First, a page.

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Bobacuda

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Bobacuda last won the day on February 7

Bobacuda had the most liked content!

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About Bobacuda

  • Rank
    Member, been hanging around a while...

Profile Information

  • Gender
    Male
  • Location
    Texas
  • Interests
    Old Mopars and Texas history
  • My Project Cars
    B4B, 1954 Chevy wagon, '67 Barracuda convertible, '70 Barracuda convertible, '74 Barracuda

Converted

  • Location
    Deep in the Heart of the Texas Hill Country
  • Interests
    Old Mopes, wildlife and aquatic biology

Contact Methods

  • Occupation
    Professional biologist

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  1. Almost as much fun as replacing the water distribution tube. I had to put lots of PB Blaster on mine, but one refused to move. Following another person's advice, I used a hydraulic jack and a long block of wood with a plate of metal under the pin. Then I jacked it up to put lots of the truck's weight on the bottom of the pin and left it overnight. Applied heat the next day (while under pressure) and finally was able to tap it out. There are different length pins. Measure your old ones before destruction. I got mine from https://dcmclassics.com/15-Door-parts-and-accessories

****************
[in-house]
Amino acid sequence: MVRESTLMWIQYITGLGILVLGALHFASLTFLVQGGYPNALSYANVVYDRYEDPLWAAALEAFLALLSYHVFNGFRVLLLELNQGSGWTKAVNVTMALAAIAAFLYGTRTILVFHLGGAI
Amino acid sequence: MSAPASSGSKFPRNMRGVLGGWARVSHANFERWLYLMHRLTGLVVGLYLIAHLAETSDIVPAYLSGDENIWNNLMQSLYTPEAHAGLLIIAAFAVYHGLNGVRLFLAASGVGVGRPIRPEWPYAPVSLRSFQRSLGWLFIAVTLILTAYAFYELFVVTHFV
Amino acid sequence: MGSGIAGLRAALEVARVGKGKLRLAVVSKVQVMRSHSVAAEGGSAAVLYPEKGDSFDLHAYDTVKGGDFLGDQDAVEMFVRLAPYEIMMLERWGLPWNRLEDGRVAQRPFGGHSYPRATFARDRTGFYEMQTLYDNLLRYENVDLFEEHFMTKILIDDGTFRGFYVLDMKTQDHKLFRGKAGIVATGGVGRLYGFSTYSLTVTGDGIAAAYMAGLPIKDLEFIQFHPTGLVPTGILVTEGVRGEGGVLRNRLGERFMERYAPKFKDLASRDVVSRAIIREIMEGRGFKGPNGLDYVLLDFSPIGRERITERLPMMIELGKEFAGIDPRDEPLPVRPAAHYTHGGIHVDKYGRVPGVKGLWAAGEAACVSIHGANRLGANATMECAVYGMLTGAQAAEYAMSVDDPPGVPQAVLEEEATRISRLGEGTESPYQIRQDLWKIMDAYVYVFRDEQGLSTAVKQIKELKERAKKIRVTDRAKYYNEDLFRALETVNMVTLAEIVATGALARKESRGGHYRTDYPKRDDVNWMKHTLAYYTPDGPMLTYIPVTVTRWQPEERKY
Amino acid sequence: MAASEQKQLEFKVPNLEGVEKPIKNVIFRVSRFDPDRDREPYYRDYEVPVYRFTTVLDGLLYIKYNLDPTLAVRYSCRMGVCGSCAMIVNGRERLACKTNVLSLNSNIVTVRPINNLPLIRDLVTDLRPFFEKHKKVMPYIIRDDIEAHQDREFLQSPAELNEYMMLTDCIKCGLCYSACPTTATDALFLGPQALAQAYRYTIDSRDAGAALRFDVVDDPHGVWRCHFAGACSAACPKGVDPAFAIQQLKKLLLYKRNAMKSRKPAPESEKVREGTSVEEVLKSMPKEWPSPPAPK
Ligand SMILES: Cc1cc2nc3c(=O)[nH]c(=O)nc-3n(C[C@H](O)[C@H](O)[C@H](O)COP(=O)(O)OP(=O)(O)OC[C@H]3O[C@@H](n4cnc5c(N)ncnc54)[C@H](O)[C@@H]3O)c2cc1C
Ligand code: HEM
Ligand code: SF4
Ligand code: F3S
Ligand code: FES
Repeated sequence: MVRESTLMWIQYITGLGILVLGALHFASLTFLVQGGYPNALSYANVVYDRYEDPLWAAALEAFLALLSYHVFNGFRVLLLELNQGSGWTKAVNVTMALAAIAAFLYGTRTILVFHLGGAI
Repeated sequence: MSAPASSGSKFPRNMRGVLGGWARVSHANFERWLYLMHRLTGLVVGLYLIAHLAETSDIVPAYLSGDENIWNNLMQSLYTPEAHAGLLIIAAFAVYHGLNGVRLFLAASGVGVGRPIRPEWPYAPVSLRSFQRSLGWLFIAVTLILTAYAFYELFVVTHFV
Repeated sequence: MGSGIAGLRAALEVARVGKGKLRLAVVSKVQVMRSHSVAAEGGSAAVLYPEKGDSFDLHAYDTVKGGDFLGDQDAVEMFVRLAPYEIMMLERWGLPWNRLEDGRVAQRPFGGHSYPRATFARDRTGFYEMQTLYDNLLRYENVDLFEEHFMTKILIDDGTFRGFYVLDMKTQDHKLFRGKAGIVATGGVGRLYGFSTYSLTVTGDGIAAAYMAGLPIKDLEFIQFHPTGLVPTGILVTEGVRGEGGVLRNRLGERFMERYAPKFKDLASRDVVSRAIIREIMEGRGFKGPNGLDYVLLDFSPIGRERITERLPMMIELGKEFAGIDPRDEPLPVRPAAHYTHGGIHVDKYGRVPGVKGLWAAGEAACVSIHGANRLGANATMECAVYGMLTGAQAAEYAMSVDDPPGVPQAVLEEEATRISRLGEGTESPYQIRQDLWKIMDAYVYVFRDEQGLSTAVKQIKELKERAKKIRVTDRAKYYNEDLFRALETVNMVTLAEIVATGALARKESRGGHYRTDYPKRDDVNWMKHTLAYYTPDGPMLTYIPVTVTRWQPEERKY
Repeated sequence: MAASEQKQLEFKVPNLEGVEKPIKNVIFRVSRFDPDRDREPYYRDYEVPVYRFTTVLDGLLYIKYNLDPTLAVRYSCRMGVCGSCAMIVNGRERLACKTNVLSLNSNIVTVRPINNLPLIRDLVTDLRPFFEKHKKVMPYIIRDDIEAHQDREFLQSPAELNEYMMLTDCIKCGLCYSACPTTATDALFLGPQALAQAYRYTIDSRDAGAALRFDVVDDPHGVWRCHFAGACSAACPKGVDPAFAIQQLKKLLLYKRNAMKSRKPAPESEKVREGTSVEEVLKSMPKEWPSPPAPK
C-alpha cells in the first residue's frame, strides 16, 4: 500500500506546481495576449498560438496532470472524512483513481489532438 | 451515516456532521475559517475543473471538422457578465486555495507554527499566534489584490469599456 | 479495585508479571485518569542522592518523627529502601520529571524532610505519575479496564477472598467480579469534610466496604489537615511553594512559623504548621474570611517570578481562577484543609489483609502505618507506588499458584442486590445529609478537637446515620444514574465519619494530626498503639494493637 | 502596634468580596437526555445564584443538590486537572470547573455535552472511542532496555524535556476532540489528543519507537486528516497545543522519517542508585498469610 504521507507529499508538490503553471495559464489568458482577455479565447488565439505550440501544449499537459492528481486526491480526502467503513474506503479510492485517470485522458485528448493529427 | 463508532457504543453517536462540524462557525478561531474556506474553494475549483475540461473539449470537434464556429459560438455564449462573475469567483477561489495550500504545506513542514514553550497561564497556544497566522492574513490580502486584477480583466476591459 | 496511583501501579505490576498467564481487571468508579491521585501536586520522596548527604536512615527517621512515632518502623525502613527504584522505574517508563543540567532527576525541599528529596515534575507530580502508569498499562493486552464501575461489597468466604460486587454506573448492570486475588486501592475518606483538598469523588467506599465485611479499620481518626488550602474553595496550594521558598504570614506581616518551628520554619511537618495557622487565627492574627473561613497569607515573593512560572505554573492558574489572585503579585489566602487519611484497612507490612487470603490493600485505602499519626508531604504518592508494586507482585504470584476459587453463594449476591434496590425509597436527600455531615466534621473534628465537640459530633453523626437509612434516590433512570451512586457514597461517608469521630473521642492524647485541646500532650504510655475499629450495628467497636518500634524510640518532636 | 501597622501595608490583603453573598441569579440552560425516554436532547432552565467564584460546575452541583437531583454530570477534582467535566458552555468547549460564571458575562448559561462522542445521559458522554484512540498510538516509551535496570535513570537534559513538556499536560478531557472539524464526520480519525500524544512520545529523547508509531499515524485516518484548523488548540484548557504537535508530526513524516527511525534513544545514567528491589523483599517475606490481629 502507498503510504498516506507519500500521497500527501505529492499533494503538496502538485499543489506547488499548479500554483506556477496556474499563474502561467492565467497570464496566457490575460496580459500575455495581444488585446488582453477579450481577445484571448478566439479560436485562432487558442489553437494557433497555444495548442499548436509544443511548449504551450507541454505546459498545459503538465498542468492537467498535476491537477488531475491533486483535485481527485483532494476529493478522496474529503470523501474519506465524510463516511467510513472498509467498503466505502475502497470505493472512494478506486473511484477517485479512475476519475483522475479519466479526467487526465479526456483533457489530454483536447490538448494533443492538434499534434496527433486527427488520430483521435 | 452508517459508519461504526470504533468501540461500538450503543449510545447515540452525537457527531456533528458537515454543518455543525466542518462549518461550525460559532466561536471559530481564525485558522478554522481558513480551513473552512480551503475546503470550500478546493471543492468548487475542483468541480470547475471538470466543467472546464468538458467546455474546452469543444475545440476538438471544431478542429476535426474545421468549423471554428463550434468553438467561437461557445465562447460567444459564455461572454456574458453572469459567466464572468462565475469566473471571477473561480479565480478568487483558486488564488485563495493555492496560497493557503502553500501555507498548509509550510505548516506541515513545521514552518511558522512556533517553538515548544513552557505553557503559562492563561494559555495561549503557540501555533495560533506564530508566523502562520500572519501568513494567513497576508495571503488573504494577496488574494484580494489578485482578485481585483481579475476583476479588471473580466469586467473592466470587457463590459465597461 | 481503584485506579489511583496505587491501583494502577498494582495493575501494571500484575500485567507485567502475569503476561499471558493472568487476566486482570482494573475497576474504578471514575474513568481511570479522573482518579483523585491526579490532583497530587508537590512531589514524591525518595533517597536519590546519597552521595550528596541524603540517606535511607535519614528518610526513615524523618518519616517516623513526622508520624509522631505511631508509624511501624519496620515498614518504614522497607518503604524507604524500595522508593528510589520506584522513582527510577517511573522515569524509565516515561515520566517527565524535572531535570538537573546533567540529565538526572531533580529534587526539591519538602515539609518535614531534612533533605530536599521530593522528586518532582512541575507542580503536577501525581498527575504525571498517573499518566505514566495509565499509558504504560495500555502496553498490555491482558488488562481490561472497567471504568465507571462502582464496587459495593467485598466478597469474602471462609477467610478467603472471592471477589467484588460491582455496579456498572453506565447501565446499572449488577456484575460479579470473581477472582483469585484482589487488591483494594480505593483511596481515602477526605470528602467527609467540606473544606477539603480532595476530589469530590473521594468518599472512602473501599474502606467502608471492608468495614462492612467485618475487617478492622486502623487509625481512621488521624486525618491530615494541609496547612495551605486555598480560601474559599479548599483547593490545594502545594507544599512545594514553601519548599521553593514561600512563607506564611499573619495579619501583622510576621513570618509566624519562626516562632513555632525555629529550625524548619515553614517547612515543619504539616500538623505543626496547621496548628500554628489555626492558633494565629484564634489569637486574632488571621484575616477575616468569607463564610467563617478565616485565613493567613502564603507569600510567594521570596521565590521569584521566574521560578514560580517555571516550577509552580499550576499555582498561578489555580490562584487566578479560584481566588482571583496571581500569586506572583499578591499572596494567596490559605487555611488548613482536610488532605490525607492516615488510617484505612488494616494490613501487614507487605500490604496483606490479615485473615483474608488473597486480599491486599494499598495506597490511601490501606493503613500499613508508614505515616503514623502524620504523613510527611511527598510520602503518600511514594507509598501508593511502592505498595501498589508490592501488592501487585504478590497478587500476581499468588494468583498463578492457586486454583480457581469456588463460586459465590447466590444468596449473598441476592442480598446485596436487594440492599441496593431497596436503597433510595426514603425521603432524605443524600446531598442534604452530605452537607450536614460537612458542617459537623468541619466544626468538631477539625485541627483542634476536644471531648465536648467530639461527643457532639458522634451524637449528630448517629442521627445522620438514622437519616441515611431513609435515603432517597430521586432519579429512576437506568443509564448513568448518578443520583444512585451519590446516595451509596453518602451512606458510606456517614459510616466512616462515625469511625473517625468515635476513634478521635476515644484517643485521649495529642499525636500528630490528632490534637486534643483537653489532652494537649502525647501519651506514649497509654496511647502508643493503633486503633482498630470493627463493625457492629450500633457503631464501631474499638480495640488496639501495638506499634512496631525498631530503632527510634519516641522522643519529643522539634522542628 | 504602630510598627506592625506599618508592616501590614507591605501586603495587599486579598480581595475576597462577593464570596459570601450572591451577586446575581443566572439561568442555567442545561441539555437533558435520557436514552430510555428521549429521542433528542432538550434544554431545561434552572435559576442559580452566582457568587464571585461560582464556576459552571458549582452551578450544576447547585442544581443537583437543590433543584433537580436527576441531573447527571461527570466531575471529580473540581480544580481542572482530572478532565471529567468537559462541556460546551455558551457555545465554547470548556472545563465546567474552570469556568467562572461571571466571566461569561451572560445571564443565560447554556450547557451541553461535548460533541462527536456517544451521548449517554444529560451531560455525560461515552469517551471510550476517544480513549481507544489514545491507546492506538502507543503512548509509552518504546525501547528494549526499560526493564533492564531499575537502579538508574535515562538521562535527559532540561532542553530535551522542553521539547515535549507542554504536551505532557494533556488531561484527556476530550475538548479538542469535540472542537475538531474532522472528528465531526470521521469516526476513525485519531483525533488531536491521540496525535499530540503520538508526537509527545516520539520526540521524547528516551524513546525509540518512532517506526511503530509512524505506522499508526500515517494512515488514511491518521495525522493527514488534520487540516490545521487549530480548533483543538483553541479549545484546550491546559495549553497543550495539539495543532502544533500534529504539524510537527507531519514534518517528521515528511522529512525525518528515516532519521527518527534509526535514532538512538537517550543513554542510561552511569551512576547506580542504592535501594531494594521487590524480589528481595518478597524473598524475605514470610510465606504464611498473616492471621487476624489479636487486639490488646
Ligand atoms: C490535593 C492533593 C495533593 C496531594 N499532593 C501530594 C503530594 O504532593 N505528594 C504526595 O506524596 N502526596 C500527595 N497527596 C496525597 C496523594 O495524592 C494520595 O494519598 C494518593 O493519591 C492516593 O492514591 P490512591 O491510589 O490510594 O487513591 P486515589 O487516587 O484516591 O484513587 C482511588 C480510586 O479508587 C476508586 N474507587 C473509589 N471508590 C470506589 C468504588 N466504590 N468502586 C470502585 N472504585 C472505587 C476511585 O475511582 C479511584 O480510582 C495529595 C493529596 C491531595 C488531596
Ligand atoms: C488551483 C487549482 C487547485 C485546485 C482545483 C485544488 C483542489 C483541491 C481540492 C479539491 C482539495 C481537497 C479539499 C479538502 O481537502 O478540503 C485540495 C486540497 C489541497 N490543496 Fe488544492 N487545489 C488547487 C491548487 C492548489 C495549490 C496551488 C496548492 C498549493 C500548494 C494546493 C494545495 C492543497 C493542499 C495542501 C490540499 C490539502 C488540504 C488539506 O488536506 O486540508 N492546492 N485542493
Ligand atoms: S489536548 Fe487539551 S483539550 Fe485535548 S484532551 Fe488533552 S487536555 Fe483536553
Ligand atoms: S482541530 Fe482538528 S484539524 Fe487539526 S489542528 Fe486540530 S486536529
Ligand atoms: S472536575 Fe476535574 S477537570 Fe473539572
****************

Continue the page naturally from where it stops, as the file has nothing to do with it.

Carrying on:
2. When our '51 Plymouth and our '50 Dodge engines had that, it was a bad head gasket. Dipstick looked like it had been stuck in an off-white milk shake. Is the radiator losing water?
  3. JB- Finding that B4B script is amazing. Getting that piece of Unobtanium off the dash without breaking it will be damn near magical.
  4. I don't know about the older than 1953 Dodge straight axles, but when one of my front wheels spun a bearing and wiped out the hub and spindle, I was told I could use one from any of the Dodge I-Beams from the '50's up. I got a set from a '69 1/2 ton short-wide that was a "miser," lightweight 6 cyl - the kingpins were the wrong size. I went back and got a set from a '69, full size Sweptline with a slant 6 - fit great. I am using the spindles, hubs and drum brakes. It goes without saying to use the wheel bearings and seals that fit the replacement spindles and hubs. So, from my experience, spindles (get the hubs and all the brake stuff, too) from the newer Dodge I-beams will work, just make sure that you have the correct King Pin size or a parts yard that will work with you if you get a set that won't fit..
  5. Fritz Von Erich, aka "The Iron Claw"
  6. Wiring! Either make your own harnesses based on the old ones (about $250) or buy them from Rhode Island Wire (about $1000). Mine were crumbling apart and I built my own harnesses with color coded wires made for 6v. Every truck I've seen near the age of my '53 either had unsafe, crumbling original wiring, scabbed together patches of wire of various - or monochrome - colors run all over the place, or it was properly rewired.
  7. Interior looking nice.  Did you sneak off and get your truck all back together and not tell us or show photos?

     

    BTW, after losing about a year to back injuries (long, stupid stories), the 67 Barracuda is finally at the body shop.  When I get photos of it blasted, I'll share.


    Bob

    1. Brent B3B

      Brent B3B

      Hey Bob, what truck you looking at? 😊

      haven't worked on “George” for sometime now.... I Am working on the worlds longest build with that truck. (35 years and counting, lol)

       

      Looking forward to the cuda photos. Just might be what I need to get back on track with George.